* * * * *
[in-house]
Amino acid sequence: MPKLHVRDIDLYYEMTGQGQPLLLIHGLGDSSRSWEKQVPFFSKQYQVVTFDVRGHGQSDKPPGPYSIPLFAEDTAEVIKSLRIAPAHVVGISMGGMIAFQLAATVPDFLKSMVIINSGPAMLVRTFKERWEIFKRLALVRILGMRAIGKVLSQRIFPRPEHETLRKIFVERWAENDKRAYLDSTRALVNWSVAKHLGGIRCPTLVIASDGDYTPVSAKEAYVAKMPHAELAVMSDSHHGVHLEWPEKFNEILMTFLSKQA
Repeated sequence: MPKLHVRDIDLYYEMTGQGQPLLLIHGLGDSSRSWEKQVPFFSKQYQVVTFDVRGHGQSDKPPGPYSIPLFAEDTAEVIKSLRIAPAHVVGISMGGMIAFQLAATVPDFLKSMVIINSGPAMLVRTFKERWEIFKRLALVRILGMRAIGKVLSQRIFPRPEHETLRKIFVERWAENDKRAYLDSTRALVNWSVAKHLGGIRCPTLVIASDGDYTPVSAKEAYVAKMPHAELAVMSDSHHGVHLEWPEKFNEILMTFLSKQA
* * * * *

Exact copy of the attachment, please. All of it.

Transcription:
[in-house]
Amino acid sequence: MPKLHVRDIDLYYEMTGQGQPLLLIHGLGDSSRSWEKQVPFFSKQYQVVTFDVRGHGQSDKPPGPYSIPLFAEDTAEVIKSLRIAPAHVVGISMGGMIAFQLAATVPDFLKSMVIINSGPAMLVRTFKERWEIFKRLALVRILGMRAIGKVLSQRIFPRPEHETLRKIFVERWAENDKRAYLDSTRALVNWSVAKHLGGIRCPTLVIASDGDYTPVSAKEAYVAKMPHAELAVMSDSHHGVHLEWPEKFNEILMTFLSKQA
Repeated sequence: MPKLHVRDIDLYYEMTGQGQPLLLIHGLGDSSRSWEKQVPFFSKQYQVVTFDVRGHGQSDKPPGPYSIPLFAEDTAEVIKSLRIAPAHVVGISMGGMIAFQLAATVPDFLKSMVIINSGPAMLVRTFKERWEIFKRLALVRILGMRAIGKVLSQRIFPRPEHETLRKIFVERWAENDKRAYLDSTRALVNWSVAKHLGGIRCPTLVIASDGDYTPVSAKEAYVAKMPHAELAVMSDSHHGVHLEWPEKFNEILMTFLSKQA